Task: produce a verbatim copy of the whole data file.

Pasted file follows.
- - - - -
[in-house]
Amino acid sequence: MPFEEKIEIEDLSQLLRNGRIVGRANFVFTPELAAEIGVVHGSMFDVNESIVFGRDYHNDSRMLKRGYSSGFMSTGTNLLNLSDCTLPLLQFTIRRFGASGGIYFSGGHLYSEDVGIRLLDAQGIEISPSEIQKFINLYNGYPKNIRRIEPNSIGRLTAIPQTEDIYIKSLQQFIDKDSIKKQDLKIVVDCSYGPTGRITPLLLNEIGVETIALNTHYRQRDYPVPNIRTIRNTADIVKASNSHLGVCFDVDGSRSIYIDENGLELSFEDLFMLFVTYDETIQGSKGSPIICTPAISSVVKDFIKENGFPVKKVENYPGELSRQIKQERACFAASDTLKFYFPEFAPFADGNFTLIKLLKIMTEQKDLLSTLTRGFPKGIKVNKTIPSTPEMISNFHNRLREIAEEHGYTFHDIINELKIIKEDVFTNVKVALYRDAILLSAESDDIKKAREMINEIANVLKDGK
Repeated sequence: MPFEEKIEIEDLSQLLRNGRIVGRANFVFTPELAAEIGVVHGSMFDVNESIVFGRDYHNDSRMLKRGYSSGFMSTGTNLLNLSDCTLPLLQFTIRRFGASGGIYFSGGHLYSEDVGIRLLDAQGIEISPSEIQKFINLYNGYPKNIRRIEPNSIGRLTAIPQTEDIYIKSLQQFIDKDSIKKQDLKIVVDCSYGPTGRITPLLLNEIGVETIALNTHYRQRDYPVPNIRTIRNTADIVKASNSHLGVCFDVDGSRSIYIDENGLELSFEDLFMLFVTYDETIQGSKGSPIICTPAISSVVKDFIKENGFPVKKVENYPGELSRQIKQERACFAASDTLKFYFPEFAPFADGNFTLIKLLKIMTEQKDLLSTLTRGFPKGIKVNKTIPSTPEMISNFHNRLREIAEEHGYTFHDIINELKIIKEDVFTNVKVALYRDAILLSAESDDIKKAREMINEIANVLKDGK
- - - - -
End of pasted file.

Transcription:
[in-house]
Amino acid sequence: MPFEEKIEIEDLSQLLRNGRIVGRANFVFTPELAAEIGVVHGSMFDVNESIVFGRDYHNDSRMLKRGYSSGFMSTGTNLLNLSDCTLPLLQFTIRRFGASGGIYFSGGHLYSEDVGIRLLDAQGIEISPSEIQKFINLYNGYPKNIRRIEPNSIGRLTAIPQTEDIYIKSLQQFIDKDSIKKQDLKIVVDCSYGPTGRITPLLLNEIGVETIALNTHYRQRDYPVPNIRTIRNTADIVKASNSHLGVCFDVDGSRSIYIDENGLELSFEDLFMLFVTYDETIQGSKGSPIICTPAISSVVKDFIKENGFPVKKVENYPGELSRQIKQERACFAASDTLKFYFPEFAPFADGNFTLIKLLKIMTEQKDLLSTLTRGFPKGIKVNKTIPSTPEMISNFHNRLREIAEEHGYTFHDIINELKIIKEDVFTNVKVALYRDAILLSAESDDIKKAREMINEIANVLKDGK
Repeated sequence: MPFEEKIEIEDLSQLLRNGRIVGRANFVFTPELAAEIGVVHGSMFDVNESIVFGRDYHNDSRMLKRGYSSGFMSTGTNLLNLSDCTLPLLQFTIRRFGASGGIYFSGGHLYSEDVGIRLLDAQGIEISPSEIQKFINLYNGYPKNIRRIEPNSIGRLTAIPQTEDIYIKSLQQFIDKDSIKKQDLKIVVDCSYGPTGRITPLLLNEIGVETIALNTHYRQRDYPVPNIRTIRNTADIVKASNSHLGVCFDVDGSRSIYIDENGLELSFEDLFMLFVTYDETIQGSKGSPIICTPAISSVVKDFIKENGFPVKKVENYPGELSRQIKQERACFAASDTLKFYFPEFAPFADGNFTLIKLLKIMTEQKDLLSTLTRGFPKGIKVNKTIPSTPEMISNFHNRLREIAEEHGYTFHDIINELKIIKEDVFTNVKVALYRDAILLSAESDDIKKAREMINEIANVLKDGK